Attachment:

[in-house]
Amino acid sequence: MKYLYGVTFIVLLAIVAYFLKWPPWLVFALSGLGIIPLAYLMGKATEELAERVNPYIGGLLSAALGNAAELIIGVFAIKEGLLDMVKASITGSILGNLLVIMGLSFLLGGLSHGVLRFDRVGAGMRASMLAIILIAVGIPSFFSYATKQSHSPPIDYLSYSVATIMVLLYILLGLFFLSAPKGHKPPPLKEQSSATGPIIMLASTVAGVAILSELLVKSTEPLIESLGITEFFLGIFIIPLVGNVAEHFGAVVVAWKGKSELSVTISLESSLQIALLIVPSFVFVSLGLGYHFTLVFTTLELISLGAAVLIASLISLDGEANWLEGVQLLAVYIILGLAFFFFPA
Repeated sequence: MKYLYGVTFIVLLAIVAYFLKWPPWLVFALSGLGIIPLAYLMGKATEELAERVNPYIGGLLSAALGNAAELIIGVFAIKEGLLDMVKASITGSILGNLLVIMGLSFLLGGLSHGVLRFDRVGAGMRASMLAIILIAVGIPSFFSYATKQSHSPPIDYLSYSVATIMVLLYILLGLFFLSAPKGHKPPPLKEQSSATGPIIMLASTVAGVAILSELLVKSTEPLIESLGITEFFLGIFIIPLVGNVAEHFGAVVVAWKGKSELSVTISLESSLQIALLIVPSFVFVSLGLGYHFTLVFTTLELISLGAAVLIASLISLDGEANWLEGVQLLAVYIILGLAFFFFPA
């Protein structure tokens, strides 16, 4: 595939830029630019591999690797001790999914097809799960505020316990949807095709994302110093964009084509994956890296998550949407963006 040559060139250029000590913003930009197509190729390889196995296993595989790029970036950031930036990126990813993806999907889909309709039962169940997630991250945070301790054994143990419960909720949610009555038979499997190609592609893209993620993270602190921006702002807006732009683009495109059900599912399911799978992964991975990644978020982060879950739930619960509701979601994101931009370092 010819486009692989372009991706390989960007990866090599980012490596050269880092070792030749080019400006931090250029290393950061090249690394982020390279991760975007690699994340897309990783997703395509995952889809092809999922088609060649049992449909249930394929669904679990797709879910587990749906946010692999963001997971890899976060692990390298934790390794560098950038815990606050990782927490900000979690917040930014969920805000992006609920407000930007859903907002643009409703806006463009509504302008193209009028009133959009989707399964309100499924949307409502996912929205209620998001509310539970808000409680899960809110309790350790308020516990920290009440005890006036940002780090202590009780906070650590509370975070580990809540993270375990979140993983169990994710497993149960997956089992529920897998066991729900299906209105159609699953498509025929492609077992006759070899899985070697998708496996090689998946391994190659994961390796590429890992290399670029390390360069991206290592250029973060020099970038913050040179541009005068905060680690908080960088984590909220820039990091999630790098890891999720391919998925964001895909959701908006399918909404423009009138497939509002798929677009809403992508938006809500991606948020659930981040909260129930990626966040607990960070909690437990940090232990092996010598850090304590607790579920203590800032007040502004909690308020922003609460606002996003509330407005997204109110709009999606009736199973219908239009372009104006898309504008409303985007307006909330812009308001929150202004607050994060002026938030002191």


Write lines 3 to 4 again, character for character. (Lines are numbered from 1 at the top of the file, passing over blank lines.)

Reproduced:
Repeated sequence: MKYLYGVTFIVLLAIVAYFLKWPPWLVFALSGLGIIPLAYLMGKATEELAERVNPYIGGLLSAALGNAAELIIGVFAIKEGLLDMVKASITGSILGNLLVIMGLSFLLGGLSHGVLRFDRVGAGMRASMLAIILIAVGIPSFFSYATKQSHSPPIDYLSYSVATIMVLLYILLGLFFLSAPKGHKPPPLKEQSSATGPIIMLASTVAGVAILSELLVKSTEPLIESLGITEFFLGIFIIPLVGNVAEHFGAVVVAWKGKSELSVTISLESSLQIALLIVPSFVFVSLGLGYHFTLVFTTLELISLGAAVLIASLISLDGEANWLEGVQLLAVYIILGLAFFFFPA
């Protein structure tokens, strides 16, 4: 595939830029630019591999690797001790999914097809799960505020316990949807095709994302110093964009084509994956890296998550949407963006 040559060139250029000590913003930009197509190729390889196995296993595989790029970036950031930036990126990813993806999907889909309709039962169940997630991250945070301790054994143990419960909720949610009555038979499997190609592609893209993620993270602190921006702002807006732009683009495109059900599912399911799978992964991975990644978020982060879950739930619960509701979601994101931009370092 010819486009692989372009991706390989960007990866090599980012490596050269880092070792030749080019400006931090250029290393950061090249690394982020390279991760975007690699994340897309990783997703395509995952889809092809999922088609060649049992449909249930394929669904679990797709879910587990749906946010692999963001997971890899976060692990390298934790390794560098950038815990606050990782927490900000979690917040930014969920805000992006609920407000930007859903907002643009409703806006463009509504302008193209009028009133959009989707399964309100499924949307409502996912929205209620998001509310539970808000409680899960809110309790350790308020516990920290009440005890006036940002780090202590009780906070650590509370975070580990809540993270375990979140993983169990994710497993149960997956089992529920897998066991729900299906209105159609699953498509025929492609077992006759070899899985070697998708496996090689998946391994190659994961390796590429890992290399670029390390360069991206290592250029973060020099970038913050040179541009005068905060680690908080960088984590909220820039990091999630790098890891999720391919998925964001895909959701908006399918909404423009009138497939509002798929677009809403992508938006809500991606948020659930981040909260129930990626966040607990960070909690437990940090232990092996010598850090304590607790579920203590800032007040502004909690308020922003609460606002996003509330407005997204109110709009999606009736199973219908239009372009104006898309504008409303985007307006909330812009308001929150202004607050994060002026938030002191």